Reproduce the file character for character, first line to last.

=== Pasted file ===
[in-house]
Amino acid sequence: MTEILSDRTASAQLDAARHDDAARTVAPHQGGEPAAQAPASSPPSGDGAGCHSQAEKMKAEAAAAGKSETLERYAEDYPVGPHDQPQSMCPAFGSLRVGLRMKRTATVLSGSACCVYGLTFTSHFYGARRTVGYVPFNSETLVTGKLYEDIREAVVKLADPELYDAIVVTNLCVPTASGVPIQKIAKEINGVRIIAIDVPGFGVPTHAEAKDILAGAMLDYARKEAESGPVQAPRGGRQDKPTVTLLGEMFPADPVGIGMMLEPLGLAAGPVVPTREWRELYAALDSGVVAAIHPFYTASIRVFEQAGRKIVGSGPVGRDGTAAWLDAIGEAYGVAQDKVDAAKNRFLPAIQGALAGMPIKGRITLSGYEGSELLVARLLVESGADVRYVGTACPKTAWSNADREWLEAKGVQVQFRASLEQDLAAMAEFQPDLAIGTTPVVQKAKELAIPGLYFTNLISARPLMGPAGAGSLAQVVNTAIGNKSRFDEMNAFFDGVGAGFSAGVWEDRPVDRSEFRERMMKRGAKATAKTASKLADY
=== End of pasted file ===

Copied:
[in-house]
Amino acid sequence: MTEILSDRTASAQLDAARHDDAARTVAPHQGGEPAAQAPASSPPSGDGAGCHSQAEKMKAEAAAAGKSETLERYAEDYPVGPHDQPQSMCPAFGSLRVGLRMKRTATVLSGSACCVYGLTFTSHFYGARRTVGYVPFNSETLVTGKLYEDIREAVVKLADPELYDAIVVTNLCVPTASGVPIQKIAKEINGVRIIAIDVPGFGVPTHAEAKDILAGAMLDYARKEAESGPVQAPRGGRQDKPTVTLLGEMFPADPVGIGMMLEPLGLAAGPVVPTREWRELYAALDSGVVAAIHPFYTASIRVFEQAGRKIVGSGPVGRDGTAAWLDAIGEAYGVAQDKVDAAKNRFLPAIQGALAGMPIKGRITLSGYEGSELLVARLLVESGADVRYVGTACPKTAWSNADREWLEAKGVQVQFRASLEQDLAAMAEFQPDLAIGTTPVVQKAKELAIPGLYFTNLISARPLMGPAGAGSLAQVVNTAIGNKSRFDEMNAFFDGVGAGFSAGVWEDRPVDRSEFRERMMKRGAKATAKTASKLADY